If you live in a city, you might overlook the potential value of farmland. However, like private real estate, farmland can diversify your portfolio, and provide attractive yields. Like quality real estate assets, farmland is essential, scarce, and can provide investment value as a function of skilled management (and hence a source of alpha). It is also relatively stable compared to other asset classes, even in periods of economic volatility. In fact, the average value of farmland grew from $2,532 per acre in 2010, to $3,160 in 2020. 

Both CRE and farmland should appeal to investors today, as we move toward a period of post-pandemic economic recovery. That said, one size does not fit all. Consider which assets may naturally complement your current portfolio strategy:

Row Crops

Most row crops are annual food and fiber plants that can be harvested every year. Row crops generally produce stable returns with more short-term flexibility, as farmers are able to rotate crops as needed. Major crops in this category include: 

  • Cereal grains (i.e. wheat, corn, and rice)
  • Legumes
  • Roots, bulbs, and tubers (i.e. potatoes, beets, onions, garlic, and radishes)
  • “Specialty” Fruits and vegetables (i.e. leafy greens, brussels sprouts, pineapples, squash, and tomatoes)

Permanent Crops

As the name suggests, permanent crops are perennials, which often span decades between replantings. Given the nature of these crops, they are typically long-term investments, which may take some time to pay off. Major crops in this category include:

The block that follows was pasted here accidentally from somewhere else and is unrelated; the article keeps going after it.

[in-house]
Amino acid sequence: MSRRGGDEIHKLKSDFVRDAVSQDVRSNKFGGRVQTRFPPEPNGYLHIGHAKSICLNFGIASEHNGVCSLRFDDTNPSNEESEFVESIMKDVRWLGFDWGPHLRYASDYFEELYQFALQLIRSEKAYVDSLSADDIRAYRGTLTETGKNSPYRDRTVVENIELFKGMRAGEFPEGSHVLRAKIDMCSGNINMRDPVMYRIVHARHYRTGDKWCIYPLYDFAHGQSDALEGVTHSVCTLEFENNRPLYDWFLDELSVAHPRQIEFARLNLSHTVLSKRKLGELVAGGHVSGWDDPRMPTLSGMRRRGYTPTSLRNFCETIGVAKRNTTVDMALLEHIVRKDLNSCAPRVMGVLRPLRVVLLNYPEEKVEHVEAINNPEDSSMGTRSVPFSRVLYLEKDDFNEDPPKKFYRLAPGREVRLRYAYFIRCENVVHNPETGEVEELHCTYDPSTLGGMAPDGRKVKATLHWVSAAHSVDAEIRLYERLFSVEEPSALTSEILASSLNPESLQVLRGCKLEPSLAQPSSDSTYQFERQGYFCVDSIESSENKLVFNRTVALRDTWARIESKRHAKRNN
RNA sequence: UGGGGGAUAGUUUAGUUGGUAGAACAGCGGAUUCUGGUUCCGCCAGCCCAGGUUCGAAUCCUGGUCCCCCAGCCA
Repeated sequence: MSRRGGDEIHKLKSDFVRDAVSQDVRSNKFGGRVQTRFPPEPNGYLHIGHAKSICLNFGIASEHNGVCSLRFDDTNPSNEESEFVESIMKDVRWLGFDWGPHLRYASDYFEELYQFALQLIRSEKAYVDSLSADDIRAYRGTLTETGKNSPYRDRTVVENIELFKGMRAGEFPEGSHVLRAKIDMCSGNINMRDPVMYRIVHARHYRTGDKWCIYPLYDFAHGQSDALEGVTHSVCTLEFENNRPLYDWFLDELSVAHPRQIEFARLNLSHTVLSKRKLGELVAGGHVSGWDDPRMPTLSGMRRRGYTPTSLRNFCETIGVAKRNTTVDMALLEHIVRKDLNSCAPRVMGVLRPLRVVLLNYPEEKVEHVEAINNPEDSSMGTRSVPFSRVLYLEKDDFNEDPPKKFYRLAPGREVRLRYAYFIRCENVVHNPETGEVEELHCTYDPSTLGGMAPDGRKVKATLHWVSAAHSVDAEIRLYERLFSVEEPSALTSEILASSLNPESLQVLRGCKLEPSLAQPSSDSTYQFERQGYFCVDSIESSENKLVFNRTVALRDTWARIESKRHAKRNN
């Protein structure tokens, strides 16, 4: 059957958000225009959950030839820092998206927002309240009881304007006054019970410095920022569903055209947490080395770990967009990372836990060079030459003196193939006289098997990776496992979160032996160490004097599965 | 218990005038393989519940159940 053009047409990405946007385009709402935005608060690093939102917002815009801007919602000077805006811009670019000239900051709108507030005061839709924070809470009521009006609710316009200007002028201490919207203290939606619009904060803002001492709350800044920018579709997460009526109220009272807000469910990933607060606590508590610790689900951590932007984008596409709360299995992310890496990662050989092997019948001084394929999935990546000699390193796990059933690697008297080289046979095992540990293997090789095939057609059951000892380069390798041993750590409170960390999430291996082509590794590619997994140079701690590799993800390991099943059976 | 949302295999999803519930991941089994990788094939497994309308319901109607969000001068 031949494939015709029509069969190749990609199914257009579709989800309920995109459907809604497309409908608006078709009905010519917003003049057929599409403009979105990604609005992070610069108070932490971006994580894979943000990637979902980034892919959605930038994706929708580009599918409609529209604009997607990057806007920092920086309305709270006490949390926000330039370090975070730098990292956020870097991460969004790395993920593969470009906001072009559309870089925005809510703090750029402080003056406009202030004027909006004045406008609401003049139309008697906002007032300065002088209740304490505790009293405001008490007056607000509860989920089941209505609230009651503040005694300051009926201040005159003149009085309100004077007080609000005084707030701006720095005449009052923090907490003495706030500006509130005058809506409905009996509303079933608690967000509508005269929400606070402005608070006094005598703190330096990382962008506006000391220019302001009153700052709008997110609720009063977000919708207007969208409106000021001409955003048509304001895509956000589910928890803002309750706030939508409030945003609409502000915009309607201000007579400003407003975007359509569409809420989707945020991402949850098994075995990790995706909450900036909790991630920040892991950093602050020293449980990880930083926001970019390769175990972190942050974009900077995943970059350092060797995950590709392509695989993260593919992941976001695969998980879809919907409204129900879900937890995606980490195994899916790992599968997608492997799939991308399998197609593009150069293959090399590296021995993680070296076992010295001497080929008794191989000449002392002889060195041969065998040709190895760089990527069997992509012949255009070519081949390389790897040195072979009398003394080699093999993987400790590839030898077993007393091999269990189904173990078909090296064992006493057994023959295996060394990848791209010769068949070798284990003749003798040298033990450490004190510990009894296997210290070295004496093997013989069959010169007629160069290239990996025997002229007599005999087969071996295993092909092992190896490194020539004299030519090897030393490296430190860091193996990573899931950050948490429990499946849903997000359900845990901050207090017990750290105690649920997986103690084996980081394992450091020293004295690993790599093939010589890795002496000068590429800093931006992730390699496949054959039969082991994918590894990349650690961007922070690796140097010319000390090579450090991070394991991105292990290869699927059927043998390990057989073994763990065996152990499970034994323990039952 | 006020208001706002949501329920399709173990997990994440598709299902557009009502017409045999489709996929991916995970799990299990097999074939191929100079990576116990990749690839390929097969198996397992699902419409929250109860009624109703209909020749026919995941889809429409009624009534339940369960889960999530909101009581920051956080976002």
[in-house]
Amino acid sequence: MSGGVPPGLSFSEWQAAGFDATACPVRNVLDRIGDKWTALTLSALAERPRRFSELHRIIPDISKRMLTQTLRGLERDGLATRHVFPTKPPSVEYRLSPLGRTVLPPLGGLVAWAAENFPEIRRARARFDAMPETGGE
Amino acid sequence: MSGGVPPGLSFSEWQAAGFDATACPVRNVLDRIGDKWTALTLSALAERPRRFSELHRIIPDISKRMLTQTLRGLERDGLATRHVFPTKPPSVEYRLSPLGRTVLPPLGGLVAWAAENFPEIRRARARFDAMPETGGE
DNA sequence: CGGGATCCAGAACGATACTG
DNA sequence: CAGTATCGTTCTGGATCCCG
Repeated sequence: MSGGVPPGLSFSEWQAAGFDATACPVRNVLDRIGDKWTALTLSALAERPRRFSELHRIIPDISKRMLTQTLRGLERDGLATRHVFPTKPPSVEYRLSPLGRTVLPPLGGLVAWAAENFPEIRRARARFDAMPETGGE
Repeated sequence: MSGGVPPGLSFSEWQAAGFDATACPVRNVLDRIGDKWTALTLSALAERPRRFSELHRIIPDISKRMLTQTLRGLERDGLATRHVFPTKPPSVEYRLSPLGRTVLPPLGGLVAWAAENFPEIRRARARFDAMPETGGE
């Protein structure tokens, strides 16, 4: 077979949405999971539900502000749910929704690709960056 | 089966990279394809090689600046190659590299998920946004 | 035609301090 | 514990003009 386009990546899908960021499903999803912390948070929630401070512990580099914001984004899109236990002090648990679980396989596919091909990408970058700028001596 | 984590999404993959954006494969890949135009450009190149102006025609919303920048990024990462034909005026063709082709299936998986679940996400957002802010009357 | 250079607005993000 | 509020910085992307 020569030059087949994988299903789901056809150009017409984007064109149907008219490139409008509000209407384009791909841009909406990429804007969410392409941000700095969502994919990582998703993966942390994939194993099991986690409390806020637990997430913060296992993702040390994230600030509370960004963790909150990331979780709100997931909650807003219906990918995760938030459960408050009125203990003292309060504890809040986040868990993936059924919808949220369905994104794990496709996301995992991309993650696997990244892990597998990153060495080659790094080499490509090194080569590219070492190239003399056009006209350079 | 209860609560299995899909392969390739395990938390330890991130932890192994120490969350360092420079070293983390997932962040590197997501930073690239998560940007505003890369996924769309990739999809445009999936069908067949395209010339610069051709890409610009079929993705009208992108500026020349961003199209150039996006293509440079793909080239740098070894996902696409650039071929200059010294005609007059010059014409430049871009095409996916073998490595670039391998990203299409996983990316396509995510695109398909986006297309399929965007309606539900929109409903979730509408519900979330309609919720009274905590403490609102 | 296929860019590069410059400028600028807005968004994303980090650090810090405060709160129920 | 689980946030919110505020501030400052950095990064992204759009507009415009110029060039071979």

• Vineyards
  • Berries and other shrub crops
  • Trees crops (i.e. stone fruits, citrus fruits, tree nuts, apples and pears)

The bottom line: Since farmland tends to be stable, more speculative types of real estate investments (i.e. value-add equity or development; projects in emerging Tier II markets; niche asset types like cannabis facilities) would be a good supplement for any investor looking to balance solid yields with upside potential.

Passive, Private Real Estate Investing

Private real estate investing is an established alternative asset, and the alternative asset class that is generally best understood by self-directed investors. Online passive real estate investing (often referred to as “real estate crowdfunding”) presents an alternative to traditional modes of real estate investing, with lower barriers to entry.

Our belief that online passive real estate investing provides downside protection, and better portfolio diversification, is well-supported² by historical performance data. Relative to equity crowdfunding and other alternative assets, private real estate investing provides more historical precedent for consistent yield, the backing of a tangible asset with inherent worth, and low correlations with public markets.

alternative investment allocation

Historical allocation to alternatives by different classes of investor. This shows the immense room for growth among individual investors with respect to alternative investment holdings.


The asset classes discussed above may be worth at least some small exposure for investors who are not overly risk-averse, and seek greater portfolio diversification. In particular, self-directed accredited investors should now give greater consideration to private commercial real estate and farmland, due to these asset classes’  historical precedent for low volatility, stable cash flows, and relatively strong performance during downturns.